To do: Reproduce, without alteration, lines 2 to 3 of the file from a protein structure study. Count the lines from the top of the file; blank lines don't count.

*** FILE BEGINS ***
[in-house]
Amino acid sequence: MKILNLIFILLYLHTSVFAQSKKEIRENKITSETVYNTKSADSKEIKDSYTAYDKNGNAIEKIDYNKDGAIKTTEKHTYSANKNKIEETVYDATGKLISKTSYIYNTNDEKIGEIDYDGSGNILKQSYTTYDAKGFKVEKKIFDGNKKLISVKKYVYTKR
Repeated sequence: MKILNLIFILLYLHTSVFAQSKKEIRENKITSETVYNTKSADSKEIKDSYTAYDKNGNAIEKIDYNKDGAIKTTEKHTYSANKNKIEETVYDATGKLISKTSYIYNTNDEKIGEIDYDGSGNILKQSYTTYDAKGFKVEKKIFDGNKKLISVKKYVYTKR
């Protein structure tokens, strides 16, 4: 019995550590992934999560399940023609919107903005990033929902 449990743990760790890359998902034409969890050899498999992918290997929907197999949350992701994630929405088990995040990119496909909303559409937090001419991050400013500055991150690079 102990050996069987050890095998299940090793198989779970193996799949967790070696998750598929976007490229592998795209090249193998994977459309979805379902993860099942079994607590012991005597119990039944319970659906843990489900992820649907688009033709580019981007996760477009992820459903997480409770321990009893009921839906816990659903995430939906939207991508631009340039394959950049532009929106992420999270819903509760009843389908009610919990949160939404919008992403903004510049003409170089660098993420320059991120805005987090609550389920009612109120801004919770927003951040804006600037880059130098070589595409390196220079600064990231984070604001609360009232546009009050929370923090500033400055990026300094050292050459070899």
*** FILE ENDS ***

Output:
Amino acid sequence: MKILNLIFILLYLHTSVFAQSKKEIRENKITSETVYNTKSADSKEIKDSYTAYDKNGNAIEKIDYNKDGAIKTTEKHTYSANKNKIEETVYDATGKLISKTSYIYNTNDEKIGEIDYDGSGNILKQSYTTYDAKGFKVEKKIFDGNKKLISVKKYVYTKR
Repeated sequence: MKILNLIFILLYLHTSVFAQSKKEIRENKITSETVYNTKSADSKEIKDSYTAYDKNGNAIEKIDYNKDGAIKTTEKHTYSANKNKIEETVYDATGKLISKTSYIYNTNDEKIGEIDYDGSGNILKQSYTTYDAKGFKVEKKIFDGNKKLISVKKYVYTKR